Which Business Structure is Right for Your Business?
Should I incorporate my small business? That’s a question most business owners ask themselves at some point in their career. Many may decide the answer is no, but for those who decide incorporation is something they need, there are many more questions to be answered. The major differences between business structures are usually tax, liability and ownership related, which means it’s pertinent to explore all your options and consult professionals for help before making a decision. Tweet This We’ve outlined some of the basics below, including the pros, cons and challenges of four major business structures. You can use this guide to get an idea of which business structure may be best for you either right now or in the long run, and then consult with a lawyer, and accountant, or both, to help you make your final decision.
A sole proprietorship is generally the business structure initially adopted by freelancers, independent contractors and other individuals who run a business on their own with their personal services and skills. A sole proprietorship is the simplest structure because there’s no distinction between the individual and the business, but this lack of separation also makes this one of the most risky structures.
Similar to a sole proprietorship are the partnership business structures.
A general partnership, just like a sole proprietorship, does not require state filing, making it an easy option for new small businesses that do not wish to expand or bring on investors. A general partnership does not offer protection of personal assets, but it does incur very low to no costs.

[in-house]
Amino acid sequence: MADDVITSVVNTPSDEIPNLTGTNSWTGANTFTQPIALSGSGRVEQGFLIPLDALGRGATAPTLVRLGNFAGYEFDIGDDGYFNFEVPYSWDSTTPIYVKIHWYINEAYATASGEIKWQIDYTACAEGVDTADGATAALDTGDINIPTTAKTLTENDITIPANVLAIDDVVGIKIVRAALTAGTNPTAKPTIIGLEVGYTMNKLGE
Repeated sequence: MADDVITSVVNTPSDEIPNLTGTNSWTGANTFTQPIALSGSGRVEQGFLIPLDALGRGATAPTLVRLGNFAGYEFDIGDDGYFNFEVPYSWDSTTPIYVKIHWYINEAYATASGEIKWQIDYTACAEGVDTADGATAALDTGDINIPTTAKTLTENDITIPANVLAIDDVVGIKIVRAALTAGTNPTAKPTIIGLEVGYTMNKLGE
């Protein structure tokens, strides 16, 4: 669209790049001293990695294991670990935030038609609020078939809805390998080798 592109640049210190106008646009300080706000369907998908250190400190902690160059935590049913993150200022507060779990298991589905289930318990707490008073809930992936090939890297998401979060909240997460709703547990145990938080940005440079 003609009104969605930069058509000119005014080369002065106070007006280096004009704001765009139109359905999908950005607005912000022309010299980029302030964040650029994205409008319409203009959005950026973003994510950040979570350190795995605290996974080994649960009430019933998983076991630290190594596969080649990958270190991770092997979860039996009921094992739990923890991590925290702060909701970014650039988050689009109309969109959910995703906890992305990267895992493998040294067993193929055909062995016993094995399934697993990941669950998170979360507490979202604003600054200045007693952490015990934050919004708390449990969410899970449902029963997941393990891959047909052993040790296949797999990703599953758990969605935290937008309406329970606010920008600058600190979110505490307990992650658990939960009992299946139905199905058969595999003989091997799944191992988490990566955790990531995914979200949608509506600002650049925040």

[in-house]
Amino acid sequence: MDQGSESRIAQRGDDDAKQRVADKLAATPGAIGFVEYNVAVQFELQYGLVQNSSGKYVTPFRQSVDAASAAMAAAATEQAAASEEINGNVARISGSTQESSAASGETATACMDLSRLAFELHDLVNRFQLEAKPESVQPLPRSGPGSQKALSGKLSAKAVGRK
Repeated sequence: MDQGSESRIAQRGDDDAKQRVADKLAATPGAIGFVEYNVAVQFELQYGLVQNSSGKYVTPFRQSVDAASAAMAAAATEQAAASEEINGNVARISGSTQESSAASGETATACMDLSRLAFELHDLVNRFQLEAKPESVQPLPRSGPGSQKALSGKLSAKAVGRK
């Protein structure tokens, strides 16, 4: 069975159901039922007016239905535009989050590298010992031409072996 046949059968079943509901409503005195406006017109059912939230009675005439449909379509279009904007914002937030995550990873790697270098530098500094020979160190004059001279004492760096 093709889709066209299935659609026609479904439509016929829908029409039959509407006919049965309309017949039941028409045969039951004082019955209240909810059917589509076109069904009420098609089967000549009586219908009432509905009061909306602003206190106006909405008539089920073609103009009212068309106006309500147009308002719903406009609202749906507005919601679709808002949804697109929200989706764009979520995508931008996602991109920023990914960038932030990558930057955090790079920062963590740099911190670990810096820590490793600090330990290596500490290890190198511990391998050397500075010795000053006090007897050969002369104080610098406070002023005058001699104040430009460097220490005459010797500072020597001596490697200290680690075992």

With a limited partnership (LP), two or more individuals are responsible for the business, but the general partner has unlimited personal liability for the business while the limited partner has limited liability and cannot participate in management. Generally the limited partner acts as a silent investor and his/her personal assets are not used for business liabilities. Films and family estates are often set up as LPs.
With a limited liability partnership (LLP), two individuals own the business and are both equally personally liable. A general partnership is not risk averse, as each partner can be held personally responsible for the decisions of the other. An LLP also does not protect against malpractice, and can only be formed by certain professions, such as doctors, attorneys, or accountants.
An LLC is the business structure commonly adopted by sole proprietors or small businesses with more than one owner. Unlike a sole proprietorship, an LLC provides limited liability, and helps protect the personal assets of the owners. Sole proprietors may decided to incorporate as an LLC for many reasons, including tax benefits, the ability to build business credit, get bigger contracts, or obtain funding.
A corporation is divided into two separate structures, both of which are more expensive to form than an LLC and are subject to more regulations. For these reasons, corporations are usually formed by medium and large businesses, but still may not be wrong for smaller businesses, as these structures offer significant growth benefits.
An S Corp is often chosen by medium sized businesses to help them grow and manage past growth. Some small businesses scale very quickly and outgrow their current structure. An LLC that sees massive growth may decide to reincorporate as an S Corp to help create more separation between the owner and the business, for tax benefits, to help attract investors, or all of the above.